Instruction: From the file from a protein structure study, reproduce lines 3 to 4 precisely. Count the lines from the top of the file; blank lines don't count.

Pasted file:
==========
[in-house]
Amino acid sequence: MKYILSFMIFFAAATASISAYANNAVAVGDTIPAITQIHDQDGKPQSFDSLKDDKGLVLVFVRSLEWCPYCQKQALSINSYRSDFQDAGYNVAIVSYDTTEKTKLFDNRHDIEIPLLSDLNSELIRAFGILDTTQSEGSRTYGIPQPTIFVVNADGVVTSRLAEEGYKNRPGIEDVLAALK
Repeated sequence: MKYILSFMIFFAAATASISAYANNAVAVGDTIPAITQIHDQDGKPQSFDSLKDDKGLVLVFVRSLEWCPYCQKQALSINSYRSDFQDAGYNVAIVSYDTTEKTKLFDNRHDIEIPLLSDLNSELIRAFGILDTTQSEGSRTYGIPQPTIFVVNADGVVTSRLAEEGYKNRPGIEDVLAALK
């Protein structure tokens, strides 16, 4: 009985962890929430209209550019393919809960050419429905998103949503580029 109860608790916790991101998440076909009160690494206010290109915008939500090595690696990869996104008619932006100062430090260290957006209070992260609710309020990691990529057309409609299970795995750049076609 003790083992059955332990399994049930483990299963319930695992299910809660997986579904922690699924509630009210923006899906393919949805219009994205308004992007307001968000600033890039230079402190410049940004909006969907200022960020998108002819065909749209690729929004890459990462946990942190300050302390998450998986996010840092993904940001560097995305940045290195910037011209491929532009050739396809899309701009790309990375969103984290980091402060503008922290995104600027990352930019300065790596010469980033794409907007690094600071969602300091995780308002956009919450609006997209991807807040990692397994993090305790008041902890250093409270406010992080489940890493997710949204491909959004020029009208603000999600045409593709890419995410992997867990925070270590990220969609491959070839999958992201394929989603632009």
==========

Repeated sequence: MKYILSFMIFFAAATASISAYANNAVAVGDTIPAITQIHDQDGKPQSFDSLKDDKGLVLVFVRSLEWCPYCQKQALSINSYRSDFQDAGYNVAIVSYDTTEKTKLFDNRHDIEIPLLSDLNSELIRAFGILDTTQSEGSRTYGIPQPTIFVVNADGVVTSRLAEEGYKNRPGIEDVLAALK
């Protein structure tokens, strides 16, 4: 009985962890929430209209550019393919809960050419429905998103949503580029 109860608790916790991101998440076909009160690494206010290109915008939500090595690696990869996104008619932006100062430090260290957006209070992260609710309020990691990529057309409609299970795995750049076609 003790083992059955332990399994049930483990299963319930695992299910809660997986579904922690699924509630009210923006899906393919949805219009994205308004992007307001968000600033890039230079402190410049940004909006969907200022960020998108002819065909749209690729929004890459990462946990942190300050302390998450998986996010840092993904940001560097995305940045290195910037011209491929532009050739396809899309701009790309990375969103984290980091402060503008922290995104600027990352930019300065790596010469980033794409907007690094600071969602300091995780308002956009919450609006997209991807807040990692397994993090305790008041902890250093409270406010992080489940890493997710949204491909959004020029009208603000999600045409593709890419995410992997867990925070270590990220969609491959070839999958992201394929989603632009």